An ideal SOA setup would be to split up your business logic into logical services, and, if you follow the single-responsibility principle, you'll end up with a nicely modular back end. As a bonus, your back-end logic is automatically decoupled from your front end. Because all logic is nicely compartmentalized, during development ideally all you'd need to do would be to work on the service you're interested in, so that you are exposed to a limited portion of the code base. In practice, however, development environments are set up so that you have to build all services all the time—an arrangement that removes many of the advantages of SOA. The configuration complexities that developers routinely face just testing and implementing simple features become frustrating and unproductive.
A lot of development teams find it difficult to move away from the idea of strongly typed and well-defined endpoints inherent in SOA. A decade of C# and the promise of compile-time certainty is mostly the driver behind this thinking. However, well-defined endpoints are beneficial only when you use the waterfall model of software development and do all your requirements gathering and analysis up front. Only about 30 percent of projects that use the waterfall model ever succeed. Compile time certainty might be great, but that doesn't matter if the project is never even completed.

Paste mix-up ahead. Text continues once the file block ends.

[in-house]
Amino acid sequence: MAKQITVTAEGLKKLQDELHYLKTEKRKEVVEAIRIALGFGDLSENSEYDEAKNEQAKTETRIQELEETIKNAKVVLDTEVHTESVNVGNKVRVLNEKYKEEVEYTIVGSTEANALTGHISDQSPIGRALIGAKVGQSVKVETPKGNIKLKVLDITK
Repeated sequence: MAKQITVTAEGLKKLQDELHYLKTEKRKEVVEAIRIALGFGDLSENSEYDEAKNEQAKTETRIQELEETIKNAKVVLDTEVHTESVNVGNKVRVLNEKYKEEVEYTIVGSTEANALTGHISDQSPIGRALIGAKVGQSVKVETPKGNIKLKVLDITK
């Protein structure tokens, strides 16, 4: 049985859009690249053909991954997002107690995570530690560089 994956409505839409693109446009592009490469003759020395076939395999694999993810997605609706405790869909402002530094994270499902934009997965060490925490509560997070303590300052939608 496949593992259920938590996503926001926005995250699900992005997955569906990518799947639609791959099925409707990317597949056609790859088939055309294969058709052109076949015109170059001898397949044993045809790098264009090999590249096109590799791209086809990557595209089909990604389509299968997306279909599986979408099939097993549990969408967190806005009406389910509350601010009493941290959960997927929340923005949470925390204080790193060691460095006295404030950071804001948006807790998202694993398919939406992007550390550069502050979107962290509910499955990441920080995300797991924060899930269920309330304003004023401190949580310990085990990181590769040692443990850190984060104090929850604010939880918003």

In contrast with waterfall development, in an agile development environment that uses the Scrum development methodology, project success rates typically exceed 70 percent. In Scrum you iteratively develop slices of functionality and incrementally deliver them, discovering requirements as needed, incorporating feedback, and making corrections along the way. In this context, well-defined endpoints are akin to a wrench in an otherwise smooth-running piece of machinery. The amount of effort required to change a field's type in a SOAP service, deployed over several servers with different parts of the service maintained by different teams, is a daunting task. A quick bug fix turns into endless meetings and a slow-moving process that only invites more bugs.
Low coupling and high cohesion, encapsulation, abstraction, and single responsibility are some of the benefits of SOA. Having an effective SOA in place is essential to ensuring the long-term viability of your code base, no matter what your technology stack is. In an increasingly mobile world, where your data and services can be consumed by a diverse set of devices, your code base must be flexible. Lessons learned from past experiences show that Microsoft's at times cumbersome, proprietary SOA technologies don't mix well with new technologies, including Microsoft's very own, and don't allow for an effective agile Scrum implementation, making it difficult and costly to iteratively evolve your code base.
The Future Is HTTP